I laughed but I didn’t think anyone else would. But I trusted her enough to give it a shot. We littered the rest of the speech with similar stuff and even ended with the grand total of letters in the speech (before computers and letter counts I might add). After that first line, which I delivered with great timing, I paused and one person in the back of the class let out a roaring laugh.

Now everyone was paying attention to the nerdy kid who nobody knew.

“This is my third year in VICA (the club in question). That’s five letters for third and four more for VICA to add 9 more. And I’m 16 so that equals 25!”

“YEAH! ALLRIGHT!” Someone shouted from the back! Everyone was on their feet clapping and chanting now. I had them in the palm of my hand.

WHen I hit that grand total of letters, the whole place was in a frenzy. My two opponents, one who still had yet to speak, were flabbergasted. They were done and they knew it. I won in a landslide and was re-elected the following year and was even elected Senior Class Treasurer and a National Delegate to a National VICA convention and finished up as the State Extemporaneous Speech champ.

I ran to her classroom and said, “I think we just pulled this off!”

Her response: “Ya think? Come with me!”

She knew where my next class was and she told me to walk in. There a bunch of my closest classmates burst into applause. She later would tell me, “Never, ever count yourself out of anything. You’re smart and funny and should have more confidence in yourself.”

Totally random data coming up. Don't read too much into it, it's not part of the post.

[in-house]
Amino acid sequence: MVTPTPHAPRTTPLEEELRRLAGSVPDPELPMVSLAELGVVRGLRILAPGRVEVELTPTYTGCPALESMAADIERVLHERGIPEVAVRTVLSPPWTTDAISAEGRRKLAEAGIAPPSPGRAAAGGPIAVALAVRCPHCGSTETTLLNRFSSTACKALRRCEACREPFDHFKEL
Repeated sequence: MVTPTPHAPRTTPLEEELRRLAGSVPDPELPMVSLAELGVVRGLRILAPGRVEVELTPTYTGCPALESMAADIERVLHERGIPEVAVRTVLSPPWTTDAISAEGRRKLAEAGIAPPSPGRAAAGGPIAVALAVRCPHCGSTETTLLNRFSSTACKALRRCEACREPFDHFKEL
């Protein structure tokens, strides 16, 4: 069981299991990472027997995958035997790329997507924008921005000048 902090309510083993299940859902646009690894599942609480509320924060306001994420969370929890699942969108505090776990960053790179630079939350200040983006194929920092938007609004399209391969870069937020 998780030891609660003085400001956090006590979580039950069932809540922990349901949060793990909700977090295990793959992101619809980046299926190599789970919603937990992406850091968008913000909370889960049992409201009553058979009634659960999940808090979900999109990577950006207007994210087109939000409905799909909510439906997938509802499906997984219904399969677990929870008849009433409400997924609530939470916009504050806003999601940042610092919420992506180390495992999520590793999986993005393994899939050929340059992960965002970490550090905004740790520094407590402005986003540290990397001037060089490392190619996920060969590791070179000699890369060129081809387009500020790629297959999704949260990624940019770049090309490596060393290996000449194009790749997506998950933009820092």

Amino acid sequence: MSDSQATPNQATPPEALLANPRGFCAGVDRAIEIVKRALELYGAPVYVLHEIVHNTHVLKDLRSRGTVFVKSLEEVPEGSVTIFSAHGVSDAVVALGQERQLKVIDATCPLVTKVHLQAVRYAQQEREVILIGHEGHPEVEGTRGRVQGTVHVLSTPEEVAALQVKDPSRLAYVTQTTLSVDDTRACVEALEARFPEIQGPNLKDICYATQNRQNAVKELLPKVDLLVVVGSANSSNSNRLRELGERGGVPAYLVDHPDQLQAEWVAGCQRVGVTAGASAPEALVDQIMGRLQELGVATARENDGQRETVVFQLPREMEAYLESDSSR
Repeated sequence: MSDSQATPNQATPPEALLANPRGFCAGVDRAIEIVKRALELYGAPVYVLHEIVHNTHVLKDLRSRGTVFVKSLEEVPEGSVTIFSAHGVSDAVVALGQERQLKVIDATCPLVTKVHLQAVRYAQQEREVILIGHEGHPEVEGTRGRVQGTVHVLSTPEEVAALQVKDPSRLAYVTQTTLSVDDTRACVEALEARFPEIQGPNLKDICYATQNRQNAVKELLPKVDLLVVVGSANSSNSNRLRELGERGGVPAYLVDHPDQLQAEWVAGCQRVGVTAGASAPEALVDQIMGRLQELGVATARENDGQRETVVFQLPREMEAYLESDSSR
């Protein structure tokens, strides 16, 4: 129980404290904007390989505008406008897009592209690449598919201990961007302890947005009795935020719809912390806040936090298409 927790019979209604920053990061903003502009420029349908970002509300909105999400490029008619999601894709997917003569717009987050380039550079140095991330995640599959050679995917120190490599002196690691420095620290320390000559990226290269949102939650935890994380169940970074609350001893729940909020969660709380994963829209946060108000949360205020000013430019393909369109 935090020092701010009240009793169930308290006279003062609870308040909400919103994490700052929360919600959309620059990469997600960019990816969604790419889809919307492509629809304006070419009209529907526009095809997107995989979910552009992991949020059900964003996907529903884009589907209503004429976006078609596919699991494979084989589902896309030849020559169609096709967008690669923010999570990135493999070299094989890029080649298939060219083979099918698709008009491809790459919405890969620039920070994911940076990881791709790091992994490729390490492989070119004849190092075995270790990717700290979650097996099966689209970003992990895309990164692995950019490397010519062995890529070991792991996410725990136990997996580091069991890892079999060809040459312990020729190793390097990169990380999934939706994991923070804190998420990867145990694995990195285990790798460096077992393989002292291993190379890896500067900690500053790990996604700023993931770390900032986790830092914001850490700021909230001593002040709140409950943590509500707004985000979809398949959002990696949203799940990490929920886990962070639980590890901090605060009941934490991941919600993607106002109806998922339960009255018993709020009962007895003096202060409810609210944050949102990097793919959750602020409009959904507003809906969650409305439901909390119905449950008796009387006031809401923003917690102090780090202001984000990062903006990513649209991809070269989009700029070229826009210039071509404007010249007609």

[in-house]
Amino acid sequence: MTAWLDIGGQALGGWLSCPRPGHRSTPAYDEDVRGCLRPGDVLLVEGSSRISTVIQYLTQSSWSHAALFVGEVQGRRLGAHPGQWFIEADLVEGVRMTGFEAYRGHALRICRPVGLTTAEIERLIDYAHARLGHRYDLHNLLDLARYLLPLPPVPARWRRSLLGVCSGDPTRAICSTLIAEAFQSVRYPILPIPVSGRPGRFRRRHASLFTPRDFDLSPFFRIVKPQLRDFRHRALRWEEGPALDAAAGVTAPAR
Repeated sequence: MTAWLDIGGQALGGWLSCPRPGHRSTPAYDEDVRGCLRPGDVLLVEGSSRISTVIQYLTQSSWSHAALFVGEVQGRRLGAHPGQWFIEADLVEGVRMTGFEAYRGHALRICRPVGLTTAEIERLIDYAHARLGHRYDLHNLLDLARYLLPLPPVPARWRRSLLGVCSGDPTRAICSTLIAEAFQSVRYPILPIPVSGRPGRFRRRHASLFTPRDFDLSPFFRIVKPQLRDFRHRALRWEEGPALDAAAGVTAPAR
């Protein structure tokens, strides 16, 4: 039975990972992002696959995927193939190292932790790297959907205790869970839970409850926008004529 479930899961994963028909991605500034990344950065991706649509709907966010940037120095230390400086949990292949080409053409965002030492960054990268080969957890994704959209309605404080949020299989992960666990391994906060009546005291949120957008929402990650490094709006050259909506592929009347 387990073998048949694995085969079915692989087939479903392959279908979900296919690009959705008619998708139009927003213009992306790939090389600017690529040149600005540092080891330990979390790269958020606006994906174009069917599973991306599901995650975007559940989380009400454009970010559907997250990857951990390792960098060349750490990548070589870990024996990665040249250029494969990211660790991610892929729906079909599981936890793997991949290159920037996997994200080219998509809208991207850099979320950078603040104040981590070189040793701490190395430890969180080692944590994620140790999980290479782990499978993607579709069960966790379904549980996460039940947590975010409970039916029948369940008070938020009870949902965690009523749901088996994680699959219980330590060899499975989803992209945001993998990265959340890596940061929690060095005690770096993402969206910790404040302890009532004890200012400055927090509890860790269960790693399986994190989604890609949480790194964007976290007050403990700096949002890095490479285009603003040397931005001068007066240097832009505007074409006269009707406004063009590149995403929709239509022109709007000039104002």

She encouraged my gifts for speaking and writing. And even after I had left high school she called when a rumor broke out that I had killed myself (a rumor that was untrue and nobody knew how it started) and told me that she knew it couldn’t be true but wanted me to know what was being said. I showed up at the high school when I could and people thought they had seen a ghost. Rumor squashed!

While we didn’t share a religion, she often encouraged mine. She always said that she found me to be a “healthy person” who shared emotions openly, showed empathy to others and who was faithful to his beliefs. The same can be said about her, in fact that’s probably where I learned much of that.

The truth is that Gladys Stein was a true mench. She was named New York State teacher of the year in 1994 and after a group of students suggested that they dedicate the yearbook to her because she was retiring, she was so moved that she called off calling it quits. (The yearbook advisor refused to ever dedicate a yearbook to her again!).

If you were one of her students, you probably dropped a quarter into that ain’t jar, or received a note written in purple ink (she hated red ink–said it reminded her of blood all over the page). She may have even made you clean her entire classroom with a toothbrush as she did to a group of my friends who showed up to class drunk. (The alternative was to tell their parents).

But most of all, she loved us. Every one of us.

If you have an extra shekel or two…the family would appreciate contributions to the Saunders High School Gladys M Stein English Scholarship Fund c/o District Guidance Department, Yonkers Public Schools, One Larkin Center, Yonkers, NY 10701

Rest in peace, Mrs. Stein and thanks for giving me my voice.